There were 23 determinants identified within the Inner Setting. Most were related to physical infrastructure, such as patient preference for where they prefer to receive PrEP. Often, patients indicated that they would prefer to receive PrEP in settings like the emergency room, drug treatment clinics, or through a syringe services program (SSP), rather than in an HIV clinic or primary care [65]. Another prevalent barrier included difficulties navigating the healthcare system in order to secure and retain access to PrEP [22]. Providers also recognized the importance of aligning PrEP delivery [62]. In accordance with patient preferences, suggesting that offering PrEP alongside methadone in a community drug treatment setting could facilitate monitoring of patient adherence to PrEP [61].

Inner setting implementation determinants included poor infrastructure for accurately assessing HIV risk and delivering PrEP, insufficient staffing, and limited provider capacity and/or willingness to prescribe and monitor adherence to PrEP, particularly for PWID [54].

“…the infrastructure doesn’t really exist right now for [PrEP]” – CBO Program Manager [54].

Primary care providers who were situated in a larger hospital setting that included substance use programs were associated with increased referral making compared to those that were not co-located [63]. Other inner-setting facilitators of PrEP implementation included having sufficient funding and resources for medication monitoring through blood tests [63], having relational connections with other programs to refer out to [63], and having a positive culture among providers who regarded themselves as having high levels of cultural competence shared professional ideals and values around providing care to populations disproportionately affected by HIV [66].


The Individuals domain represented the majority of determinants (n = 180, 56%), and most of those were innovation determinants (n = 129, 41%).


There were 36 determinants related to individual capability, and of those, 28 were innovation determinants. Patient-level capability barriers for initiating and adhering to PrEP included difficulty remembering to consistently adhere to a daily dose of PrEP; individuals reported that the use of illicit drugs affected their cognitive ability to remember to adhere to the PrEP regimen [61, 62, 67], with missing a dose the prior day significantly predicting missing a dose on the next day [68]. PrEP knowledge (how to use PrEP) as well as general health literacy were also reported as common barriers [54, 66]. Perceived risk was low among individuals who were clinically identified as at risk for HIV [54, 57]. Low self-efficacy and a need to prioritize daily survival challenges also reportedly interfered with participants’ ability to take PrEP daily [62]. In an empirical model, behavioral skills were significantly predictive of PrEP use [15]. Facilitators related to capability included patient strategies such as putting their PrEP medication right next to their bed to prompt its use [61]. Moreover, individuals who reported accurate information about PrEP were associated with higher willingness to use PrEP [15].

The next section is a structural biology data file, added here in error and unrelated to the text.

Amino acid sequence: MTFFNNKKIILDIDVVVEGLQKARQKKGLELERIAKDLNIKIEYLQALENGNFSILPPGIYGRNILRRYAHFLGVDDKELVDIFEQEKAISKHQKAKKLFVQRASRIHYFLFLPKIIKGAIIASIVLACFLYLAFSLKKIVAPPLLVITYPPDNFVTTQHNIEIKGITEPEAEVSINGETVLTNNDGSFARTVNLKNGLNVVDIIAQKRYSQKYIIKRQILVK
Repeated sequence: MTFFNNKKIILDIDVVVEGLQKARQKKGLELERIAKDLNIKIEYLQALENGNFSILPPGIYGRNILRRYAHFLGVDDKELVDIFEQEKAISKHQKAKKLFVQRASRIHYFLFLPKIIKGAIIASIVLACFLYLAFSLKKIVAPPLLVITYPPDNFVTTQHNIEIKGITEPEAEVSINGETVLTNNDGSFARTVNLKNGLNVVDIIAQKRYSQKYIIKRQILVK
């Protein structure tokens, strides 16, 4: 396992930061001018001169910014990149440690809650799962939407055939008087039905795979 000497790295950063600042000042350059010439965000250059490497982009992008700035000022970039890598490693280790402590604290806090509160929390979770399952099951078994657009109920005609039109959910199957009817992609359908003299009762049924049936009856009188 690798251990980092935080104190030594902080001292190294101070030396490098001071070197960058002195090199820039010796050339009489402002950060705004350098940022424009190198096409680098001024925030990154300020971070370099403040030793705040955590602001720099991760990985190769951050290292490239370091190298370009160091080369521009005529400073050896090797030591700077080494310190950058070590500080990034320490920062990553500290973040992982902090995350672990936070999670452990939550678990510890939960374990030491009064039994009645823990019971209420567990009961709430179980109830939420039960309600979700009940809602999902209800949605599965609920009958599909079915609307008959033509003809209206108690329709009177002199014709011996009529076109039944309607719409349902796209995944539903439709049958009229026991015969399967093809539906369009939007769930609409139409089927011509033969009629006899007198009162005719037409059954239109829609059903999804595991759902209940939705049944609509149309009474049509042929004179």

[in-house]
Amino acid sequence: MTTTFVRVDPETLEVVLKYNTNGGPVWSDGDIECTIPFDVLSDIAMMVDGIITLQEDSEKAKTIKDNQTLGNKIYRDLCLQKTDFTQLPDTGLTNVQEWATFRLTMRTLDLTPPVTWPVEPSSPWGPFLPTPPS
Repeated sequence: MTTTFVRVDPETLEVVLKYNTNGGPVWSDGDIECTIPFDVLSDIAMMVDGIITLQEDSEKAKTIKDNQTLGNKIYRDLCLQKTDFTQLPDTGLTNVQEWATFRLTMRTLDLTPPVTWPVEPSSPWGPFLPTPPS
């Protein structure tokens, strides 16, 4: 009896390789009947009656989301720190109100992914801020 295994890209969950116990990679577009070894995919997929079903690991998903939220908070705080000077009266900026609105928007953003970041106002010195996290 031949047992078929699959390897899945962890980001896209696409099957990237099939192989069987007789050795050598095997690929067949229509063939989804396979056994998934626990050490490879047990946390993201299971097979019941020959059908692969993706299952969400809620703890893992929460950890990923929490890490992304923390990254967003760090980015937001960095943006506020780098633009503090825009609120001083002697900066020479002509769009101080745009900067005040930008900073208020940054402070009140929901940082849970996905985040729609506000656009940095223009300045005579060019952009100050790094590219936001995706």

Among the eight implementation barriers, provider-level capability barriers included limited knowledge of who PrEP is indicated for as well as it’s demonstrated safety and efficacy [63, 64]. Krakower et al. found that only 26% of nearly 1200 infectious disease physicians felt adequately prepared to prescribe PrEP to PWID [69]. This lack of knowledge also reportedly deterred providers from educating their clients about PrEP, when they themselves had limited information [63].

“I don’t even know much about [PrEP]. If I don’t know much about it, how can I expect them [clients] to?” (Counselor) [58].


There were 25 determinants related to individual opportunity, and all but one were innovation determinants. Patient-level opportunity barriers primarily included lack of awareness of PrEP, thus not having the opportunity to benefit from its use. Overall, lack of awareness that PrEP existed was one of the most pervasive individual-level barriers among both patients and providers. In their study, Shrestha et al. reported that 95% of their sample had never heard of PrEP [61]; Towe et al. reported that only 13% of their sample of 352 patients reported ever hearing about PrEP [57]. Kuo et al. also reported that only 13% of their sample had heard of PrEP [14]. In their sample of 400, Shrestha et al. reported that only 18% had heard of PrEP [70]; in their sample of 118 women who inject drugs, Walters et al. reported that 31% had heard of PrEP [71]. Similarly, few providers had heard of PrEP; Spector et al. reported that in their sample of 36, only four (11%) had heard of PrEP. Interestingly, women who reported transactional sex were over three times more likely to have heard about PrEP [71]. Relatedly, among women who inject drugs, those who had a conversation about HIV prevention with their provider were over seven times more likely to have heard of PrEP [71]. Another key opportunity barrier included perceived social consequences of taking PrEP, which included misperceptions that PrEP is associated with individuals who either already have HIV or use illicit drugs [22]. Providers also expressed that PrEP use might lead to intimate partner violence and retaliation [58]. On the other hand, some individuals reported that social influences of support from family members and friends facilitated their adherence to PrEP [22].